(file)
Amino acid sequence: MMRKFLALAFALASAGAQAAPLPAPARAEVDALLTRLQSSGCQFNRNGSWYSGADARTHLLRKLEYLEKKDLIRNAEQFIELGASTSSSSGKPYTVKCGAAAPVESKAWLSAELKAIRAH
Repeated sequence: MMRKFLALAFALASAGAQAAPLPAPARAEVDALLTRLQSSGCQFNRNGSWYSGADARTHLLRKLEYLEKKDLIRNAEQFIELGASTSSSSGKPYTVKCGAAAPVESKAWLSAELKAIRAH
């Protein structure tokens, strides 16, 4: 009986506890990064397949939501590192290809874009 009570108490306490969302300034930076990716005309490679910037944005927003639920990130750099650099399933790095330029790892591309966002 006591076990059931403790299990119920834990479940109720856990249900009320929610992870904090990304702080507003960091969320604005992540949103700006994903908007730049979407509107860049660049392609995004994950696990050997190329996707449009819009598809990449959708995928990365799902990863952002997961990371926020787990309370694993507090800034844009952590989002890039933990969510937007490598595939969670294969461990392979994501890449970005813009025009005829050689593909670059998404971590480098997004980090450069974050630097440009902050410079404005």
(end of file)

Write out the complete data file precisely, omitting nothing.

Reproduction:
Amino acid sequence: MMRKFLALAFALASAGAQAAPLPAPARAEVDALLTRLQSSGCQFNRNGSWYSGADARTHLLRKLEYLEKKDLIRNAEQFIELGASTSSSSGKPYTVKCGAAAPVESKAWLSAELKAIRAH
Repeated sequence: MMRKFLALAFALASAGAQAAPLPAPARAEVDALLTRLQSSGCQFNRNGSWYSGADARTHLLRKLEYLEKKDLIRNAEQFIELGASTSSSSGKPYTVKCGAAAPVESKAWLSAELKAIRAH
């Protein structure tokens, strides 16, 4: 009986506890990064397949939501590192290809874009 009570108490306490969302300034930076990716005309490679910037944005927003639920990130750099650099399933790095330029790892591309966002 006591076990059931403790299990119920834990479940109720856990249900009320929610992870904090990304702080507003960091969320604005992540949103700006994903908007730049979407509107860049660049392609995004994950696990050997190329996707449009819009598809990449959708995928990365799902990863952002997961990371926020787990309370694993507090800034844009952590989002890039933990969510937007490598595939969670294969461990392979994501890449970005813009025009005829050689593909670059998404971590480098997004980090450069974050630097440009902050410079404005």